Tarkovsky’s Advice to the Young: Learn to Enjoy Your Own Company
By Maria Popova
“In proportion as [a person] simplifies his life, the laws of the universe will appear less complex, and solitude will not be solitude…,” Thoreau famously wrote. “A writer takes earnest measures to secure his solitude and then finds endless ways to squander it,” Don DeLillo wryly observed. Indeed, in today’s world of constant stimulation and interconnectivity, despite the rise of single living, the art of solitude is in graver danger of squander than ever, more and more susceptible to festering into the toxic sister aberrations of loneliness and boredom.
In this wonderful vintage footage, legendary Russian filmmaker and writer Andrei Tarkovsky offers some timeless advice to the young:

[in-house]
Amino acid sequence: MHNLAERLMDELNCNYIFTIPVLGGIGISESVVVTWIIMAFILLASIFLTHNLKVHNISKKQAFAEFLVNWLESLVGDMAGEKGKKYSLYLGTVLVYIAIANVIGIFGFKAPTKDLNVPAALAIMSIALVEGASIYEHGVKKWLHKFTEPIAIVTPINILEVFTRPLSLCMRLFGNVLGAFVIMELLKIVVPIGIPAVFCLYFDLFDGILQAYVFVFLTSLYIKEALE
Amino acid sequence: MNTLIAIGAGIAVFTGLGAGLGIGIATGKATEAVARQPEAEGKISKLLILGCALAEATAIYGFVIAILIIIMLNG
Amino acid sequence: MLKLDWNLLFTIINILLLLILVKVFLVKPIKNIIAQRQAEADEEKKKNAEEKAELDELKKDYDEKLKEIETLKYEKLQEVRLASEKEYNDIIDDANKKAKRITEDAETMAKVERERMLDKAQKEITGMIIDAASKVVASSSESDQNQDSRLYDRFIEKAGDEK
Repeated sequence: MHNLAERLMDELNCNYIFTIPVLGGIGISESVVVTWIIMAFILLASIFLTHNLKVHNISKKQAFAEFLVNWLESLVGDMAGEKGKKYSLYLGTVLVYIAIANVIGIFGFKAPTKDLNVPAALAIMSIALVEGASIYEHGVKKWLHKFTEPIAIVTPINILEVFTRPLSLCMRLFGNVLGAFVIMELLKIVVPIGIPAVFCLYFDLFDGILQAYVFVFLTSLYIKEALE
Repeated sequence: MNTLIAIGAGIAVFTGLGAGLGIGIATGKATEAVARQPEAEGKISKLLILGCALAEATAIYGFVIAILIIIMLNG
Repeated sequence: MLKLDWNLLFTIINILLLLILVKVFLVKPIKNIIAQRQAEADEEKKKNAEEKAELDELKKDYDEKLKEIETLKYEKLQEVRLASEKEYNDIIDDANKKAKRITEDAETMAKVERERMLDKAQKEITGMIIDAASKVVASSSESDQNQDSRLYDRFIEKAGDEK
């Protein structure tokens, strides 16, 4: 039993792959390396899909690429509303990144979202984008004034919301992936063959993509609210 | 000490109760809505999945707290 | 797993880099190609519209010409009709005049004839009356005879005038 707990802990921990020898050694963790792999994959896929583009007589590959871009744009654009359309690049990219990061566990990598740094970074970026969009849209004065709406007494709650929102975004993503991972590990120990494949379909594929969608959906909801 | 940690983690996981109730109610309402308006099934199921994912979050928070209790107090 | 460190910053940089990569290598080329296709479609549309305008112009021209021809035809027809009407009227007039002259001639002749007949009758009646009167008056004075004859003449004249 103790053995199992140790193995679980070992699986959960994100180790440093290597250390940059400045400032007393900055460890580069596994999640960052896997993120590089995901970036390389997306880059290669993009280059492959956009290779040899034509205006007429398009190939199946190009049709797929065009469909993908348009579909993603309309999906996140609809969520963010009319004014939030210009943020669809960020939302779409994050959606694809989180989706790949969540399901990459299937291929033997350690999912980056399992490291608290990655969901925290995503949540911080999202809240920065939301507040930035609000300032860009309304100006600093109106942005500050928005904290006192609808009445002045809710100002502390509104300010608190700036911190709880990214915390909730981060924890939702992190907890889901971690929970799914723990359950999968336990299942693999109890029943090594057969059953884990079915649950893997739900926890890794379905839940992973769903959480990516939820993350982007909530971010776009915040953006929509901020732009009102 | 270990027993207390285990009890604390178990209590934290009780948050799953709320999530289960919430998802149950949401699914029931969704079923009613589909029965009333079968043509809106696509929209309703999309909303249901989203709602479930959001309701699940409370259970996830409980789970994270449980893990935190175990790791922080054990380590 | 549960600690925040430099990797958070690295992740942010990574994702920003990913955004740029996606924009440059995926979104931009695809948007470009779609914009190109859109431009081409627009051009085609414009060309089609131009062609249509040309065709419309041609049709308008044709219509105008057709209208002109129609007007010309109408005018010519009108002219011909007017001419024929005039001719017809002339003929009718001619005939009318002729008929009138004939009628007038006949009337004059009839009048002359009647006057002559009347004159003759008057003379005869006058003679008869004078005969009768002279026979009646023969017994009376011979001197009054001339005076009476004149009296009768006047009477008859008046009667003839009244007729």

Since the video subtitles convey only a selective portion of what Tarkovsky actually says — quite distractingly so — I asked my friend Julia to help with a proper transcription, which she kindly did:
What would you like to tell people?
I don’t know… I think I’d like to say only that they should learn to be alone and try to spend as much time as possible by themselves. I think one of the faults of young people today is that they try to come together around events that are noisy, almost aggressive at times. This desire to be together in order to not feel alone is an unfortunate symptom, in my opinion. Every person needs to learn from childhood how to be spend time with oneself. That doesn’t mean he should be lonely, but that he shouldn’t grow bored with himself because people who grow bored in their own company seem to me in danger, from a self-esteem point of view.
Published March 13, 2013